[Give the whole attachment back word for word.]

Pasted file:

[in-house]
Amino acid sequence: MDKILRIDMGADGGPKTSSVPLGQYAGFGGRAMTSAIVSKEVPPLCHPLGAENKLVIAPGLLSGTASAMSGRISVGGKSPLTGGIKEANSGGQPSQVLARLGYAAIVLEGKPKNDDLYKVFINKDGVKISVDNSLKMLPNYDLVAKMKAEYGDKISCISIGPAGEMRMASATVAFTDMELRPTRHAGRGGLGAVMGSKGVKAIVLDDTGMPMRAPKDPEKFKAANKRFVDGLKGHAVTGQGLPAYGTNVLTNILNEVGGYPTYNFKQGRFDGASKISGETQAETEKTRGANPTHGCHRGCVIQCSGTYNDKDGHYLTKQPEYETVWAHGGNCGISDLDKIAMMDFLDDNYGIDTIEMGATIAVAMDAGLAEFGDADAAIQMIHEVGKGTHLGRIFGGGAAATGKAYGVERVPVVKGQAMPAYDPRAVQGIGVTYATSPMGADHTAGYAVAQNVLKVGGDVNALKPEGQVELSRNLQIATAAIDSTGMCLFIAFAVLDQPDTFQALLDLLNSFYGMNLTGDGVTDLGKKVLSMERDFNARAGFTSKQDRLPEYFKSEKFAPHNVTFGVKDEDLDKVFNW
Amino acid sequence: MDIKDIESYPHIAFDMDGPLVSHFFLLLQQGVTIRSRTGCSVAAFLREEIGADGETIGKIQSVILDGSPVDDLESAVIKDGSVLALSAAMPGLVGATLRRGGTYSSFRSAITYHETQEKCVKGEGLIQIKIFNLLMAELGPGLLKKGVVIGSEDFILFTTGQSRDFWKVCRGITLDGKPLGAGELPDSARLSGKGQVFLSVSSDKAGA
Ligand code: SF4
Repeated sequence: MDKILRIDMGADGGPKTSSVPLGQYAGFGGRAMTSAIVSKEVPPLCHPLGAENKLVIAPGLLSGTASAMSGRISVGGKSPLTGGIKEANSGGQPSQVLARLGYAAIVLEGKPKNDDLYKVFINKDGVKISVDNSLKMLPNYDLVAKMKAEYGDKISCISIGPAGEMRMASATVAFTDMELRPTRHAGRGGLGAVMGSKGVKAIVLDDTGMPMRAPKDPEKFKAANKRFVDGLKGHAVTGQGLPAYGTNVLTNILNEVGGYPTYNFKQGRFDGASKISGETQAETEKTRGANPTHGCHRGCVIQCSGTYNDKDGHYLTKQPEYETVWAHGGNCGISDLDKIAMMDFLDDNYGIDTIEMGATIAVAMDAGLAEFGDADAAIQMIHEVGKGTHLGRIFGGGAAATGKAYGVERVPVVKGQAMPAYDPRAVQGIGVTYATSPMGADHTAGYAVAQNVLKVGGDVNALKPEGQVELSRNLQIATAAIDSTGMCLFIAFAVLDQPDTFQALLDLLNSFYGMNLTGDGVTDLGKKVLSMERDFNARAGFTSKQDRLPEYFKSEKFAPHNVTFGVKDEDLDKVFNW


[in-house]
Amino acid sequence: MDKILRIDMGADGGPKTSSVPLGQYAGFGGRAMTSAIVSKEVPPLCHPLGAENKLVIAPGLLSGTASAMSGRISVGGKSPLTGGIKEANSGGQPSQVLARLGYAAIVLEGKPKNDDLYKVFINKDGVKISVDNSLKMLPNYDLVAKMKAEYGDKISCISIGPAGEMRMASATVAFTDMELRPTRHAGRGGLGAVMGSKGVKAIVLDDTGMPMRAPKDPEKFKAANKRFVDGLKGHAVTGQGLPAYGTNVLTNILNEVGGYPTYNFKQGRFDGASKISGETQAETEKTRGANPTHGCHRGCVIQCSGTYNDKDGHYLTKQPEYETVWAHGGNCGISDLDKIAMMDFLDDNYGIDTIEMGATIAVAMDAGLAEFGDADAAIQMIHEVGKGTHLGRIFGGGAAATGKAYGVERVPVVKGQAMPAYDPRAVQGIGVTYATSPMGADHTAGYAVAQNVLKVGGDVNALKPEGQVELSRNLQIATAAIDSTGMCLFIAFAVLDQPDTFQALLDLLNSFYGMNLTGDGVTDLGKKVLSMERDFNARAGFTSKQDRLPEYFKSEKFAPHNVTFGVKDEDLDKVFNW
Amino acid sequence: MDIKDIESYPHIAFDMDGPLVSHFFLLLQQGVTIRSRTGCSVAAFLREEIGADGETIGKIQSVILDGSPVDDLESAVIKDGSVLALSAAMPGLVGATLRRGGTYSSFRSAITYHETQEKCVKGEGLIQIKIFNLLMAELGPGLLKKGVVIGSEDFILFTTGQSRDFWKVCRGITLDGKPLGAGELPDSARLSGKGQVFLSVSSDKAGA
Ligand code: SF4
Repeated sequence: MDKILRIDMGADGGPKTSSVPLGQYAGFGGRAMTSAIVSKEVPPLCHPLGAENKLVIAPGLLSGTASAMSGRISVGGKSPLTGGIKEANSGGQPSQVLARLGYAAIVLEGKPKNDDLYKVFINKDGVKISVDNSLKMLPNYDLVAKMKAEYGDKISCISIGPAGEMRMASATVAFTDMELRPTRHAGRGGLGAVMGSKGVKAIVLDDTGMPMRAPKDPEKFKAANKRFVDGLKGHAVTGQGLPAYGTNVLTNILNEVGGYPTYNFKQGRFDGASKISGETQAETEKTRGANPTHGCHRGCVIQCSGTYNDKDGHYLTKQPEYETVWAHGGNCGISDLDKIAMMDFLDDNYGIDTIEMGATIAVAMDAGLAEFGDADAAIQMIHEVGKGTHLGRIFGGGAAATGKAYGVERVPVVKGQAMPAYDPRAVQGIGVTYATSPMGADHTAGYAVAQNVLKVGGDVNALKPEGQVELSRNLQIATAAIDSTGMCLFIAFAVLDQPDTFQALLDLLNSFYGMNLTGDGVTDLGKKVLSMERDFNARAGFTSKQDRLPEYFKSEKFAPHNVTFGVKDEDLDKVFNW